A flaccid paralysis of one side of the face due to injury or inflammation to the facial nerve; characterized by drooping muscles on the affected side, difficulty closing the eye on the affected side, difficulty eating and drinking, headache pain, and drooling.
An abnormal growth of tissue in the brain. A benign brain tumor is composed of noncancerous cells and does not metastasize beyond the part of the brain where it originates. A malignant brain tumor often contains cancer cells. However, a brain tumor composed of harmless cells but located in an area where it affects one or more vital functions is also considered malignant.
Carpal tunnel syndrome
A condition where the median nerve is compressed or irritated as it passes under the transverse carpal ligament in the wrist. Symptoms include numbness, pain, and tingling in the hand, particularly the thumb, index, and middle fingers.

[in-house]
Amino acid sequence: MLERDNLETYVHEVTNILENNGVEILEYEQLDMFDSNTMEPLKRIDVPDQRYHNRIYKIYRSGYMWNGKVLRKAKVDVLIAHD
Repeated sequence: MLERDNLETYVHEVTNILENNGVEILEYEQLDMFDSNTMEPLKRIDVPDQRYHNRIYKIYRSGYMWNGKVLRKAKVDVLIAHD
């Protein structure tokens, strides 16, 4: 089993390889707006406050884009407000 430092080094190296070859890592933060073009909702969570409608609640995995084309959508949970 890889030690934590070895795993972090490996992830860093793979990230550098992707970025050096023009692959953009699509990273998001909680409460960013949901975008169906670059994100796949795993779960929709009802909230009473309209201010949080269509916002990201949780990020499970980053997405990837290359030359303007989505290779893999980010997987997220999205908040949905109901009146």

A general term for a group of nonprogressive disorders caused by events before, during, or after birth such as maternal illness, abdominal trauma, birth trauma, shaken baby syndrome, meningitis, or others. Cerebral palsy affects movement and posture because of abnormal development or damage to the motor control centers of the brain. Cognitive and sensory impairment also occurs in some instances.